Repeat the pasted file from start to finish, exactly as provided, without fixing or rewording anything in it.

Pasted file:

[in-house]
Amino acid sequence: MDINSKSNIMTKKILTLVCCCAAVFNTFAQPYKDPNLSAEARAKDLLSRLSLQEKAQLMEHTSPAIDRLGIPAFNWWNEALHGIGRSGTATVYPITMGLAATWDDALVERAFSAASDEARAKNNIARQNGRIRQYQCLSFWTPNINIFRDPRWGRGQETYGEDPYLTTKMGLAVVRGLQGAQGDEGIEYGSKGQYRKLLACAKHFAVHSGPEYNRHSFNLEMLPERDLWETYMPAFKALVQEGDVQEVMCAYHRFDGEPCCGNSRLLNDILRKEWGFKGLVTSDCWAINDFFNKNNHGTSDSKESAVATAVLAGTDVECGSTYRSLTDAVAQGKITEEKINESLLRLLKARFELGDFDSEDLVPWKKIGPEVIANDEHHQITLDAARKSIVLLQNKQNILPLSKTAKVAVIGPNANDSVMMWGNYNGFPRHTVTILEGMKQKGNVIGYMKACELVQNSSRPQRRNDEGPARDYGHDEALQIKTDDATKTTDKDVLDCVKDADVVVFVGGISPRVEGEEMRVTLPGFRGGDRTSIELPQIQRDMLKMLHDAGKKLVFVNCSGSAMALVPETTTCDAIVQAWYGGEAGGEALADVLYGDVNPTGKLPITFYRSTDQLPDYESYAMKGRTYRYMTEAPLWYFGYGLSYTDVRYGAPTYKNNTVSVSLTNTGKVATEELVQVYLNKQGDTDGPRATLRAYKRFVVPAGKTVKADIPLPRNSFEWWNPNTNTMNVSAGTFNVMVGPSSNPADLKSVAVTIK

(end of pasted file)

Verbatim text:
[in-house]
Amino acid sequence: MDINSKSNIMTKKILTLVCCCAAVFNTFAQPYKDPNLSAEARAKDLLSRLSLQEKAQLMEHTSPAIDRLGIPAFNWWNEALHGIGRSGTATVYPITMGLAATWDDALVERAFSAASDEARAKNNIARQNGRIRQYQCLSFWTPNINIFRDPRWGRGQETYGEDPYLTTKMGLAVVRGLQGAQGDEGIEYGSKGQYRKLLACAKHFAVHSGPEYNRHSFNLEMLPERDLWETYMPAFKALVQEGDVQEVMCAYHRFDGEPCCGNSRLLNDILRKEWGFKGLVTSDCWAINDFFNKNNHGTSDSKESAVATAVLAGTDVECGSTYRSLTDAVAQGKITEEKINESLLRLLKARFELGDFDSEDLVPWKKIGPEVIANDEHHQITLDAARKSIVLLQNKQNILPLSKTAKVAVIGPNANDSVMMWGNYNGFPRHTVTILEGMKQKGNVIGYMKACELVQNSSRPQRRNDEGPARDYGHDEALQIKTDDATKTTDKDVLDCVKDADVVVFVGGISPRVEGEEMRVTLPGFRGGDRTSIELPQIQRDMLKMLHDAGKKLVFVNCSGSAMALVPETTTCDAIVQAWYGGEAGGEALADVLYGDVNPTGKLPITFYRSTDQLPDYESYAMKGRTYRYMTEAPLWYFGYGLSYTDVRYGAPTYKNNTVSVSLTNTGKVATEELVQVYLNKQGDTDGPRATLRAYKRFVVPAGKTVKADIPLPRNSFEWWNPNTNTMNVSAGTFNVMVGPSSNPADLKSVAVTIK